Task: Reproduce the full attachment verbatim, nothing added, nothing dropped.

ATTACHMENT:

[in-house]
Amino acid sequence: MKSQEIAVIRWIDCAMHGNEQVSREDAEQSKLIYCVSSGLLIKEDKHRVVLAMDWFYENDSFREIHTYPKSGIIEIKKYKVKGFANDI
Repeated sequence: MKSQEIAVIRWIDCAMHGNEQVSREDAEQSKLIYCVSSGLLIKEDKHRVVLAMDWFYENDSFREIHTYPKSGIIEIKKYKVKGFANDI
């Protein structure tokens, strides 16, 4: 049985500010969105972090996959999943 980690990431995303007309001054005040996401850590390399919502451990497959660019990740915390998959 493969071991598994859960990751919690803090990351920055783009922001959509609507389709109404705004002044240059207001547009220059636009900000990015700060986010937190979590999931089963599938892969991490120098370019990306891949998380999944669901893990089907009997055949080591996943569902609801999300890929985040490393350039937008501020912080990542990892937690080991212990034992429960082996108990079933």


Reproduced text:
[in-house]
Amino acid sequence: MKSQEIAVIRWIDCAMHGNEQVSREDAEQSKLIYCVSSGLLIKEDKHRVVLAMDWFYENDSFREIHTYPKSGIIEIKKYKVKGFANDI
Repeated sequence: MKSQEIAVIRWIDCAMHGNEQVSREDAEQSKLIYCVSSGLLIKEDKHRVVLAMDWFYENDSFREIHTYPKSGIIEIKKYKVKGFANDI
């Protein structure tokens, strides 16, 4: 049985500010969105972090996959999943 980690990431995303007309001054005040996401850590390399919502451990497959660019990740915390998959 493969071991598994859960990751919690803090990351920055783009922001959509609507389709109404705004002044240059207001547009220059636009900000990015700060986010937190979590999931089963599938892969991490120098370019990306891949998380999944669901893990089907009997055949080591996943569902609801999300890929985040490393350039937008501020912080990542990892937690080991212990034992429960082996108990079933």